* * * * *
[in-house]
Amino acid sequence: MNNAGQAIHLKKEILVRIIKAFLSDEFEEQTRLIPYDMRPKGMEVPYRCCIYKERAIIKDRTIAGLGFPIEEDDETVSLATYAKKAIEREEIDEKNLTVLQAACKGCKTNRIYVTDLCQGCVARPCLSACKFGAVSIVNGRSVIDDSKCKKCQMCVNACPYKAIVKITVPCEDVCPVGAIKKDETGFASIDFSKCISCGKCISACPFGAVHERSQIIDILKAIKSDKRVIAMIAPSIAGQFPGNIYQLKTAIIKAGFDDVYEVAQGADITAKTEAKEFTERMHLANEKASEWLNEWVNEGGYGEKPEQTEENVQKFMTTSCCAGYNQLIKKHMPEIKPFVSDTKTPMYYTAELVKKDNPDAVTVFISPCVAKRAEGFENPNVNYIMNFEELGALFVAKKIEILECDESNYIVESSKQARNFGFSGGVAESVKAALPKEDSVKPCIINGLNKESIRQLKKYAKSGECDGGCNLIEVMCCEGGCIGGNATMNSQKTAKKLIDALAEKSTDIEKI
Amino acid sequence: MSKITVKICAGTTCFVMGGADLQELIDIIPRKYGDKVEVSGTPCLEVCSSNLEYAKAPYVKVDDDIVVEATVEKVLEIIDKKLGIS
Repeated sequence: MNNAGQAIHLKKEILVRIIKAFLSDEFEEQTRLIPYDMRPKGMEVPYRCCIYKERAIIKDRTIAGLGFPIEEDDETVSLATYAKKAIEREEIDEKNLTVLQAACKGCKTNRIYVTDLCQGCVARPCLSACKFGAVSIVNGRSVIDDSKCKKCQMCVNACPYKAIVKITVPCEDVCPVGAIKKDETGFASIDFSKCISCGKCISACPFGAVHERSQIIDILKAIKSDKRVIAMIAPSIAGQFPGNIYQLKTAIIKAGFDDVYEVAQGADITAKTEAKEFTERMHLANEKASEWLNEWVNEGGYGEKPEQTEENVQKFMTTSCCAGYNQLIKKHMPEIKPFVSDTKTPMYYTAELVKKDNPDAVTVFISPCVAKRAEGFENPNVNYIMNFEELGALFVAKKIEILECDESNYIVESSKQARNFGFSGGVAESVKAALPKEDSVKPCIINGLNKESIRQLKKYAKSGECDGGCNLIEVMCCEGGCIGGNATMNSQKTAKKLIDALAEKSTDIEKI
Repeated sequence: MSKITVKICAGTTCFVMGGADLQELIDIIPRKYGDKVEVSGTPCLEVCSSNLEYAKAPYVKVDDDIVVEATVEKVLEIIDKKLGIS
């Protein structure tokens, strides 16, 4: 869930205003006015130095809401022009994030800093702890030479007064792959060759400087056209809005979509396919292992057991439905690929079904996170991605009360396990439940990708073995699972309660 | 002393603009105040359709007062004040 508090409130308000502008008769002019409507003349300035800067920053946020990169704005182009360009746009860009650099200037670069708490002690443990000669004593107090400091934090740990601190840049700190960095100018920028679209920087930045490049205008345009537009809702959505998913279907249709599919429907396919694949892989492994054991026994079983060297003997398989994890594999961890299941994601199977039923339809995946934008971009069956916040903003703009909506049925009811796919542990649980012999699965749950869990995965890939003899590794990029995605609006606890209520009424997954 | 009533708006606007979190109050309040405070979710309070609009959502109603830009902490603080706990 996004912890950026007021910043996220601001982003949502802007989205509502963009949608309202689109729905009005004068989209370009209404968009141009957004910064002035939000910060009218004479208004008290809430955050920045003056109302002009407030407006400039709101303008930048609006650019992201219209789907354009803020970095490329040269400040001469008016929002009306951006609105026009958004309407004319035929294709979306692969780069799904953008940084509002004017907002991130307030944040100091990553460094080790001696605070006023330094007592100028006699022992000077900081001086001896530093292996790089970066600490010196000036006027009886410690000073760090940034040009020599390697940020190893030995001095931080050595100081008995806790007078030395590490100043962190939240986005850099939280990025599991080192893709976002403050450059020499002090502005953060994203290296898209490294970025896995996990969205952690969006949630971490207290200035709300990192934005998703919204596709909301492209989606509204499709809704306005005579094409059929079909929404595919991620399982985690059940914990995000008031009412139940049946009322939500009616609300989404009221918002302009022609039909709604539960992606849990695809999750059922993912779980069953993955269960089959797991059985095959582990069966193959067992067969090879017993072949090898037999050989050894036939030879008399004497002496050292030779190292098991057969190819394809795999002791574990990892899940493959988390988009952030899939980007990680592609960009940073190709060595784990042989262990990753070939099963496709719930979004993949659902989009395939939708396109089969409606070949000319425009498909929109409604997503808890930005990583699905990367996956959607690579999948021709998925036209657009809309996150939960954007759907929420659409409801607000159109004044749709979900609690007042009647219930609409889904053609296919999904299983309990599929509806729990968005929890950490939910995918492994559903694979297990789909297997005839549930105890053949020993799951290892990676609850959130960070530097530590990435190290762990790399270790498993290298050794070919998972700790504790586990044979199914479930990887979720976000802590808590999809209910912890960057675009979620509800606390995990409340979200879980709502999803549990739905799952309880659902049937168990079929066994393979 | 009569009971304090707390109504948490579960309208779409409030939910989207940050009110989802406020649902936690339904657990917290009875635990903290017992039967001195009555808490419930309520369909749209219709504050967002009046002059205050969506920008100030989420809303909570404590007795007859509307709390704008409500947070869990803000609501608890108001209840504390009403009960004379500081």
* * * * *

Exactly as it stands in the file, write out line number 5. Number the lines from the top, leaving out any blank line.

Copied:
Repeated sequence: MSKITVKICAGTTCFVMGGADLQELIDIIPRKYGDKVEVSGTPCLEVCSSNLEYAKAPYVKVDDDIVVEATVEKVLEIIDKKLGIS